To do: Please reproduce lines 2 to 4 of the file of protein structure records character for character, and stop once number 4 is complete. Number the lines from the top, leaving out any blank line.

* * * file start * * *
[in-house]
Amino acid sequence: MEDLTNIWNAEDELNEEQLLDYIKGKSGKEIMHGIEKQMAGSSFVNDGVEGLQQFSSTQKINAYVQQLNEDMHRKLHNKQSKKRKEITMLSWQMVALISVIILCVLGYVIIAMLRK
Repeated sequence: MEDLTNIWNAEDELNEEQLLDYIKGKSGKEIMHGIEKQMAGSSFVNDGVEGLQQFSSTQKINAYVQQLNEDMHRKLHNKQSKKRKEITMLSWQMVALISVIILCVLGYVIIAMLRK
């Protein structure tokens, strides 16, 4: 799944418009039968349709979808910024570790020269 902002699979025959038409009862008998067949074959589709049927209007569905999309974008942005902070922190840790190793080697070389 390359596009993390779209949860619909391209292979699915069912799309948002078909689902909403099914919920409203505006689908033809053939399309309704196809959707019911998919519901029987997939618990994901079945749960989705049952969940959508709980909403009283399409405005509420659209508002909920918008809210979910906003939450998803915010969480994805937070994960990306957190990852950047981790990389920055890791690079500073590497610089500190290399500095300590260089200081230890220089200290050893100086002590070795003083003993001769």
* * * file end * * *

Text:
Amino acid sequence: MEDLTNIWNAEDELNEEQLLDYIKGKSGKEIMHGIEKQMAGSSFVNDGVEGLQQFSSTQKINAYVQQLNEDMHRKLHNKQSKKRKEITMLSWQMVALISVIILCVLGYVIIAMLRK
Repeated sequence: MEDLTNIWNAEDELNEEQLLDYIKGKSGKEIMHGIEKQMAGSSFVNDGVEGLQQFSSTQKINAYVQQLNEDMHRKLHNKQSKKRKEITMLSWQMVALISVIILCVLGYVIIAMLRK
């Protein structure tokens, strides 16, 4: 799944418009039968349709979808910024570790020269 902002699979025959038409009862008998067949074959589709049927209007569905999309974008942005902070922190840790190793080697070389 390359596009993390779209949860619909391209292979699915069912799309948002078909689902909403099914919920409203505006689908033809053939399309309704196809959707019911998919519901029987997939618990994901079945749960989705049952969940959508709980909403009283399409405005509420659209508002909920918008809210979910906003939450998803915010969480994805937070994960990306957190990852950047981790990389920055890791690079500073590497610089500190290399500095300590260089200081230890220089200290050893100086002590070795003083003993001769």